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Merkel: Hard work, not eurobonds, will fix euro

The Local · 25 May 2012, 08:22

Published: 25 May 2012 08:22 GMT+02:00

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"It makes no sense to want to fix everything with eurobonds or other similar 'solidarity' instruments" which would "only aggravate the crisis," Merkel told an electrical industry conference in Berlin.

The euro area's long-running sovereign debt crisis "will not be resolved with a miracle cure but will require a great deal of hard work" in the form of fiscal consolidation and structural reforms, she said.

Debt-wracked countries could make a start by "not spending more than they take in in revenues," Merkel argued.

The view was echoed by German Foreign Minister Guido Westerwelle who told a joint press conference with visiting British Deputy Prime Minister Nick Clegg that eurobonds created the "wrong impulse" for solving problems of debt and a lack of competitiveness.

"We think we cannot solve a debt crisis by making it easier to take up new debt," he said.

For his part, Clegg warned against getting "fixated by eurobonds as such" and called for "a new grand bargain, between North and South, between creditor and debtor countries, between exporting and consuming countries.

"My point is, you can't do that through austerity alone, there are many other ways. You can have more monetary activism from the European Central Bank, you can have transfers of money ... or you could mutualise debt in the long run," he told reporters.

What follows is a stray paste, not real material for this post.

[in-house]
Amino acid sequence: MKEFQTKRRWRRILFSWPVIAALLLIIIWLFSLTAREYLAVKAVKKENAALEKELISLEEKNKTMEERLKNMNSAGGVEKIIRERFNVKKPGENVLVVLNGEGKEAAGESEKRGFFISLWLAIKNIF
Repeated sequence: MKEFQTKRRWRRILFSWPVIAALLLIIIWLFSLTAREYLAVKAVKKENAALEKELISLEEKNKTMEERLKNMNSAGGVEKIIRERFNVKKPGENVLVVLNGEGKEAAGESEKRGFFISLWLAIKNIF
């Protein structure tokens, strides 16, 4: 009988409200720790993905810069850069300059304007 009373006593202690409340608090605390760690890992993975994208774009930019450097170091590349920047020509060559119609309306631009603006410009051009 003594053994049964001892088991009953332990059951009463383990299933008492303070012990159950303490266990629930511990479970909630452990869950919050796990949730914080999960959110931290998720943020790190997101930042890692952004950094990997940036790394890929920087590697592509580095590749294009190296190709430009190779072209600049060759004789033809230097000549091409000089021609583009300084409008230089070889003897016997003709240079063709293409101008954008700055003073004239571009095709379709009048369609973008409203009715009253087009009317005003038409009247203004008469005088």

France's new President Francois Hollande is spearheading a drive for eurobonds, in effect pooling the debt of eurozone countries, in order to raise fresh debt funding.

But Germany is firmly opposed to such a move, arguing it takes away the pressure for reform in spendthrift countries and also undermines market discipline.

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Berlin says using eurobonds now, before member states seal in stone a shared fiscal and economy policy, would only increase the bloc's total debt burden while increasing its own borrowing costs.

France and some other eurozone states say that eurobonds could fund desperately needed growth policies after years of austerity have pushed the economy into recession.


The Local (news@thelocal.de)

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Your comments about this article

10:04 May 25, 2012 by Sayer
Comment removed by The Local for breach of our terms.
11:56 May 25, 2012 by smart2012
Merkel, just hard work is not enough and I will give u an example to explain the reason: Greece has implemented very strong austerity measures in the last 2 years (very hard work), however at the moment they are paying 30% interest rate on their debt (Germany pays < 1%, France 2%, Italy 3%, Spain 4%), which means Greece is generating more debt rather than what it is saving. The only way to address this is having a european economy, which means Euro bond, which would enable to get to a more realistic interest rate. That is why solution is hard work AND eurobond. very simple. Similar issue in Germany is faced by North Rein Westphalia, where hard work only has proven not to work (that is why CDU lost drastically)